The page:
The Douglas Bastard by J R Tomlin / #Extract #BlogTour @maryanneyarde @JRTomlinAuthor


A sequel to The Black Douglas Trilogy

The Black Douglas is dead. With Scotland’s greatest knight no more, the throne is up for grabs as enemies try to devour the kingdom.

An orphaned youth returning from exile, Archibald, the Black Douglas’s bastard son, fights for a land being torn apart from within and without. If Archibald is to survive, he must learn to sleep with a claymore in his hand and one eye open because even his closest friend might betray him…




My friend did live though he was months healing, and my beating hurt for only a day or two. He told me that winter was not the season for fighting, so he would not miss much. I spent my days keeping him company, being instructed by Sir John with sword and lance or the priest in reading and writing, and in the company of the men who were happy to regale me with stories of attacks on the English from caves where they hid in the great forest.

Life in the keep still got boring at times. So I welcomed it one chilly spring morning while I was giving his hauberk one more polish when he stopped in the door of the armory. “Come with me, Archie.”

I followed him into the lower bailey, happy to be called away from a boring task. It was a bright, crisp morning, and swallows were twittering between the thatched roofs. He strode toward the smithy, its smoke rising straight up. A skein of geese flew overhead, wending their way north. The clang of hammer strikes came from inside, along with the blacksmith’s shouting to his son to work the bellows. John and Andrew, Sir William’s bastard half-brother who had just returned from aiding the Stewart, stood chatting in front of the building.

When we entered, John and Andrew following us, the blacksmith leaned over his anvil, hammer-ing a heated horseshoe he was forming. His face was broad beneath graying hair, and strong, muscular forearms stuck out of his tunic. He wore a leather apron and leather gloves.

“Right with you, my lord.” He gave the horseshoe another couple of blows, stuck it hissing into a tub of water, and turned, beaming. “I found just the right one for the lad.”

“Let us see it, then.”

This was getting better and better. The smith put down his tools and strode to a table at the side of the smithy. The links of a hauberk clinked when he held it. “It was the smallest you took from that attack on the supply train at yuletide. It needed a few repairs, but those are done.”

Sir William stroked his chin. “Hold it up to him. It looks a bit large.”

I was bouncing, my heart racing, and the smith growled at me to stay still as he held it up to my chest.

“Aye, but he is growing, so that is nae bad thing. He should wear the thickest haubergeon we can find under it until he has grown a bit.” He tilted his head and frowned. “I will make the aventail on his helm long enough to cover any gap around the neck.”

Not able to contain it anymore, I burst out, “It’s to be mine? Truly?”

“My squire must have armor.” A corner of Sir William’s thin mouth twitched.

John slapped me on the back. “I told Liddesdale you are ready. So dinnae let me down.”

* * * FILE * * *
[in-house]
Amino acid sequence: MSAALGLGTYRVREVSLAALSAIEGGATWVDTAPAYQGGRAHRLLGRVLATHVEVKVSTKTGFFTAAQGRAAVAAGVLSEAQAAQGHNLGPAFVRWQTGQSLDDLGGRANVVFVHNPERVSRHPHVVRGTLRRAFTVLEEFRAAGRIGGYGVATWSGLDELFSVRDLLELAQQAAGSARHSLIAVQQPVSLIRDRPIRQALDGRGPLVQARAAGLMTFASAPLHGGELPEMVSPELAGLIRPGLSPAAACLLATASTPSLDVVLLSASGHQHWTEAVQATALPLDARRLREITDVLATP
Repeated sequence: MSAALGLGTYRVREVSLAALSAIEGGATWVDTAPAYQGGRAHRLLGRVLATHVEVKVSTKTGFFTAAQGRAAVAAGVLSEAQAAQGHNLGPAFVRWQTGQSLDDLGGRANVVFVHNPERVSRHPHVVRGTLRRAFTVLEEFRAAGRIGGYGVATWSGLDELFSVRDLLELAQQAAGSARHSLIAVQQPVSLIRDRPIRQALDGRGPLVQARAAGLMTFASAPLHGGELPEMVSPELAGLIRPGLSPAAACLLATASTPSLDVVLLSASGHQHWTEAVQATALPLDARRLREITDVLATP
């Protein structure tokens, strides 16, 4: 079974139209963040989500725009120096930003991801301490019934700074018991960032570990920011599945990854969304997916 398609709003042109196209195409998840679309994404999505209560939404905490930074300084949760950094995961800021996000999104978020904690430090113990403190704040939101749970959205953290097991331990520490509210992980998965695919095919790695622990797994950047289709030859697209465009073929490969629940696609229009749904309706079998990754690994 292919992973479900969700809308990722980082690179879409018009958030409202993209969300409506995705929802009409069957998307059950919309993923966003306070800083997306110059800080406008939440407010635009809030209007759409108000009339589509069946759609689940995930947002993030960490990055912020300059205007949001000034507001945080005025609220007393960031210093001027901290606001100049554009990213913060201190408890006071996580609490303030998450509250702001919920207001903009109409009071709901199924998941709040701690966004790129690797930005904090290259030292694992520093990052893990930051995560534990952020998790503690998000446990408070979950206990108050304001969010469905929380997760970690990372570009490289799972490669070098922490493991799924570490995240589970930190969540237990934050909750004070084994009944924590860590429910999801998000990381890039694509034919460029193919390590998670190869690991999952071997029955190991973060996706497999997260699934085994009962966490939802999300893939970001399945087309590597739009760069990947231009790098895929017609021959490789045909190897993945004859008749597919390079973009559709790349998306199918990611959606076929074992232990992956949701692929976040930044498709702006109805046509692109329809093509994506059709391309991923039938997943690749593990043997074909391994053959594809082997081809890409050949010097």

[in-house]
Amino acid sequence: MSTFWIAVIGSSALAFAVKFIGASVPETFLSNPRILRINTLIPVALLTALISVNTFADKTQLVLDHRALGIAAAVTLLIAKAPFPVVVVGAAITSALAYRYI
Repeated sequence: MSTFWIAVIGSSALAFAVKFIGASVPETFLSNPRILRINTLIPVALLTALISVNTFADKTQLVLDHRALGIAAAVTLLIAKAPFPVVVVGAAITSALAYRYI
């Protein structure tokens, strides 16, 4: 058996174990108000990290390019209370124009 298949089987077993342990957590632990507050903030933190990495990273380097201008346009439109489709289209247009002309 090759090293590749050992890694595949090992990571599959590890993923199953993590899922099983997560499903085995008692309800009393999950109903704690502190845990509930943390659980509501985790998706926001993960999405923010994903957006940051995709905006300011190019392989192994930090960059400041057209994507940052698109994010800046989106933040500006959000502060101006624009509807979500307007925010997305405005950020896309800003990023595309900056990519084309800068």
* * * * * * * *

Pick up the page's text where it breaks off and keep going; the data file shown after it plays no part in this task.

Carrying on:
“A squire . . .” I had been sure he would make me his squire, but it really happening was like a dream. The smithy appeared to spin for a moment as though I’d had too much ale. I turned to Sir William and burst out, “I will . . . I will serve you well. Always . . . I will be your man.”

Sir William opened his mouth, but what he was about to say was cut off when one of the tower guards beat the iron bar that served as a warning bell and shouted, “In view! Riders in view!”

Sir William turned on his heel and stepped out the open front of the smithy. He called up, “How many?”

“Six riders. Not flying a banner.”

He strode across the bailey and up the steps to the parapet walk. Then he laughed and called down, “Open the sally port.”

I clutched the hauberk in my arms and went out to see that, indeed, only the small door into the bailey was opened, not the big gate. One of the guards on the ground was ushering in the cleric Bullock and his men-at-arms. A ginger-haired, craggy-faced knight strode beside Bullock. Sir William was bounding down the parapet stairs, shouting, “Welcome.” Two grooms were hurry-ing to take their mounts. “Simon Fraser! A welcome sight, my friend.”

“Liddesdale.” Bullock’s wide face was split with a grin. “I have a plan for taking Edinburgh.”

“Edinburgh cannae be taken,” Andrew said gloomily. “Not after the way King Edward strength-ened it.”

“Anything can be taken,” Bullock said. “It is a matter of finding the right way.”

Fraser added, “But we need to move quickly before they are resupplied. Later Bullock’s ruse might not work as well.”

“How many men do they have? Do you ken?” Sir William asked.

“My contact says a hundred or so total, about half men-at-arms and half archers. Also, some watch, half a score or so.”

Thank you, J R Tomlin The Coffee Pot Book Club


About the Author

J. R. Tomlin is the author of nineteen historical novels.

She has close ties with Scotland since her father was a native Scot, and she spent substantial time in Edinburgh while growing up. Her historical novels are set for the most part in Scot-land. Her love of that nation is traced from the stories of Robert the Bruce and the Good Sir James her grandmother read to her when she was small, to hillwalking through the Cairn-gorms where the granite hills have a gorgeous red glow under the setting sun. Later, her writ-ing was influenced by Alexander Dumas, Victor Hugo, Nigel Tranter, and Sir Walter Scott.

When JR isn’t writing, she enjoys hiking, playing with her Westie, and killing monsters in computer games. In addition to spending time in Scotland, she has traveled in the US, Eu-rope, and the Pacific Rim. She now lives in Oregon.


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